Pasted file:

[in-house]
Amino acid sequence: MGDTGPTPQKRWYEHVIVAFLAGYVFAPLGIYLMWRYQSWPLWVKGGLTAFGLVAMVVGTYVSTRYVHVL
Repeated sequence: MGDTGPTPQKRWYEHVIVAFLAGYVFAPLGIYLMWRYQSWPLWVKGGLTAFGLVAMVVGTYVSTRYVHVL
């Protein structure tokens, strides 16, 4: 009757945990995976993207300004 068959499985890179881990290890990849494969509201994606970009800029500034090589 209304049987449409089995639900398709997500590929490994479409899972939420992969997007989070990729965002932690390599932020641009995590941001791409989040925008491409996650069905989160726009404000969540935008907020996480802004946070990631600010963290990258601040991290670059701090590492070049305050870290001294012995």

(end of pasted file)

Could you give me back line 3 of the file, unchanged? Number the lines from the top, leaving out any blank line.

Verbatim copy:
Repeated sequence: MGDTGPTPQKRWYEHVIVAFLAGYVFAPLGIYLMWRYQSWPLWVKGGLTAFGLVAMVVGTYVSTRYVHVL